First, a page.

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Hatching eggs or chicks?

Discussion in 'Managing Your Flock' started by 3chickchicks, Sep 3, 2014.

  1. 3chickchicks

    3chickchicks Chillin' With My Peeps

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    Jun 25, 2013
    N. Texas
    I want to add just two birds to my flock (3 birds) and let my broody raise them. I want to add an EE and a breed that lays dark chocolate colored eggs. I really like the Wheaten Marans and feel it would be a nice color to add to my small flock of mostly dark colored birds. However, I have a few obstacles.

    1. I only want to add two birds
    2. I'm in the city and can't have roosters
    3. The Wheaten isn't exactly common
    4. I'd have to time delivery of chicks with my broody

    I went to the feed stores and the chicks they have are too old for getting a broody to adopt them. They're also well stocked so I know they won't be getting any new ones in the near future. Plus, they don't have Wheatens or any of the dark brown laying breeds.

    So far I haven't found any hatcheries that sell both EE and Wheatens in chicks. FWIW, I'm also looking at the "Amerucanas" which, as I understand, are really EEs when you're talking about hatchery stock. Most hatcheries seemed to be sold out until next year some time anyway.

    The only problem with hatching eggs is the chance of getting roosters. Not sure how to work around this. I'm really squeamish about processing any birds just because of their sex. Not sure how easy it would be to get rid of roosters, even if I were to give them away. If I decide to chance it, to get two pullets, one of each breed, do you order two eggs of each breed? As I understand, there aren't guarantees that the eggs will even hatch. Then, the ratio of pullet to rooster is what, 50/50?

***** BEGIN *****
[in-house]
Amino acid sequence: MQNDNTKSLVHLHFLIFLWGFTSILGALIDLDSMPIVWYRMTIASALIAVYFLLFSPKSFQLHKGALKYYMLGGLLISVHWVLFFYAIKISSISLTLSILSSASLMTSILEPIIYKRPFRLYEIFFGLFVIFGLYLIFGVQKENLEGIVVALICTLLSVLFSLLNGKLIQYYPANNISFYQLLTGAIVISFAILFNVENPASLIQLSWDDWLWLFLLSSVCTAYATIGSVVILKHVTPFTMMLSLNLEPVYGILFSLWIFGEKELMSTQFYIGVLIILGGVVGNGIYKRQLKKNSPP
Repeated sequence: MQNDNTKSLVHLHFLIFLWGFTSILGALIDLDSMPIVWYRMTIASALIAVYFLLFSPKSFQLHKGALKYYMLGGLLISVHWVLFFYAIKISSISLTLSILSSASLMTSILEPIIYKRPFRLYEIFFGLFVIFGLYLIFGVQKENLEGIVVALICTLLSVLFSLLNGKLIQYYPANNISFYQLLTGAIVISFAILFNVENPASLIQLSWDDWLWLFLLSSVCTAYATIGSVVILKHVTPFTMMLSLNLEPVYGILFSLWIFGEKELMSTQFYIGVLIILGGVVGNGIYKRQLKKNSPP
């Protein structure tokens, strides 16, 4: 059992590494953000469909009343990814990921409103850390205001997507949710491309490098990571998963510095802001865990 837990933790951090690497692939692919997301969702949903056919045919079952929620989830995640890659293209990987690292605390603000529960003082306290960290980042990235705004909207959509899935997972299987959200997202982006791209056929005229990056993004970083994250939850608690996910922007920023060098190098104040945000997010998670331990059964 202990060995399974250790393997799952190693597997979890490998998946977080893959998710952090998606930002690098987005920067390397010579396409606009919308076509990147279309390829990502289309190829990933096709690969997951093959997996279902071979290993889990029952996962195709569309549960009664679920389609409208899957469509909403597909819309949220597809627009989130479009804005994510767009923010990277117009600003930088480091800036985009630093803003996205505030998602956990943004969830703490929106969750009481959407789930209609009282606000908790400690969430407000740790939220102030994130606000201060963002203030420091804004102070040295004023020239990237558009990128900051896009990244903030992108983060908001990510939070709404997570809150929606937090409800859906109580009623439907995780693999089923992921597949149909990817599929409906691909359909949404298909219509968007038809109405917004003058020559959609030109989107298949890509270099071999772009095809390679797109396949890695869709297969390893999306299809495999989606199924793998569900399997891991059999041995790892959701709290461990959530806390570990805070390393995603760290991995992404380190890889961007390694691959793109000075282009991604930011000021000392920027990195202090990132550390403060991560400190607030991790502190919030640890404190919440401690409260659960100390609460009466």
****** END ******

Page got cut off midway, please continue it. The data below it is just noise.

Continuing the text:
Or maybe I should give up and try and find older birds that can handle integrating with adult birds. But I would love to let my broody be a mother. She has gotten broody five times and is only just over a year old. Of course, with my luck now she'll decide not to get broody until spring. We're coming up on fall and I guess they'll do their first big molt. Does that mess with broodiness?

    Any advice would help.
     
    Last edited: Sep 3, 2014
  2. Mrs. K

    Mrs. K Overrun With Chickens

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    Nov 12, 2009
    western South Dakota
    I have a hen that went broody in late summer, but we are getting past it now. I would be VERY surprised to get a broody hen now, but I do not add artificial light.

    I have kept hens now for the past 8 years, and sporadically before that, mine have only gone broody in the early or mid summer. I think that it is a daylight thing, as in the last 7 years I have always had one go broody about the end of May, first of June.

    I have done it both ways. Eggs and chicks, with a little better luck with chicks.

    You are going to have problems with chicks or eggs and possible roosters.

    However, what I think I would do, is contact your local poultry club. If you don't know of any, ask at the feed store, or ask at the county extension office. Or check on here, for people that are close to you. There are crazy chicken ladies near you, I would just about bet. That might be a way to find someone who would be willing to take an unexpected rooster, don't ask any questions about what they are doing with it, or someone who might just have the bird you are looking for. I have done this numerous times.

    Mrs K
     

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